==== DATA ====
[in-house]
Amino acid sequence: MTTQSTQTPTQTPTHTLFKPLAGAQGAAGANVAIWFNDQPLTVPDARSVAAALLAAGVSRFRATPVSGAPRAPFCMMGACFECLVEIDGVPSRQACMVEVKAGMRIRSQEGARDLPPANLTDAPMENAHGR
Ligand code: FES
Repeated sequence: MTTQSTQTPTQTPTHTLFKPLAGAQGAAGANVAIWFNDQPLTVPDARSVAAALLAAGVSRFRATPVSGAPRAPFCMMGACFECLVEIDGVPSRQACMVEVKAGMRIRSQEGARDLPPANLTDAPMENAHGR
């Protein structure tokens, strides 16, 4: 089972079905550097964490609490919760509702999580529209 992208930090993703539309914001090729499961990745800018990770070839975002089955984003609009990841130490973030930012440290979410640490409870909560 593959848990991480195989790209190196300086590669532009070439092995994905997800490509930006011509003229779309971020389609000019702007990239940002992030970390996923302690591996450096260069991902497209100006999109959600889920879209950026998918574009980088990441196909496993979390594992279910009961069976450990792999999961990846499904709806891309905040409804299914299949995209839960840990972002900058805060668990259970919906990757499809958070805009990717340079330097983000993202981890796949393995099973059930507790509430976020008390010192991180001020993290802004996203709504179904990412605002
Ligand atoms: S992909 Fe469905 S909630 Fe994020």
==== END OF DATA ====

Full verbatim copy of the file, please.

[in-house]
Amino acid sequence: MTTQSTQTPTQTPTHTLFKPLAGAQGAAGANVAIWFNDQPLTVPDARSVAAALLAAGVSRFRATPVSGAPRAPFCMMGACFECLVEIDGVPSRQACMVEVKAGMRIRSQEGARDLPPANLTDAPMENAHGR
Ligand code: FES
Repeated sequence: MTTQSTQTPTQTPTHTLFKPLAGAQGAAGANVAIWFNDQPLTVPDARSVAAALLAAGVSRFRATPVSGAPRAPFCMMGACFECLVEIDGVPSRQACMVEVKAGMRIRSQEGARDLPPANLTDAPMENAHGR
């Protein structure tokens, strides 16, 4: 089972079905550097964490609490919760509702999580529209 992208930090993703539309914001090729499961990745800018990770070839975002089955984003609009990841130490973030930012440290979410640490409870909560 593959848990991480195989790209190196300086590669532009070439092995994905997800490509930006011509003229779309971020389609000019702007990239940002992030970390996923302690591996450096260069991902497209100006999109959600889920879209950026998918574009980088990441196909496993979390594992279910009961069976450990792999999961990846499904709806891309905040409804299914299949995209839960840990972002900058805060668990259970919906990757499809958070805009990717340079330097983000993202981890796949393995099973059930507790509430976020008390010192991180001020993290802004996203709504179904990412605002
Ligand atoms: S992909 Fe469905 S909630 Fe994020």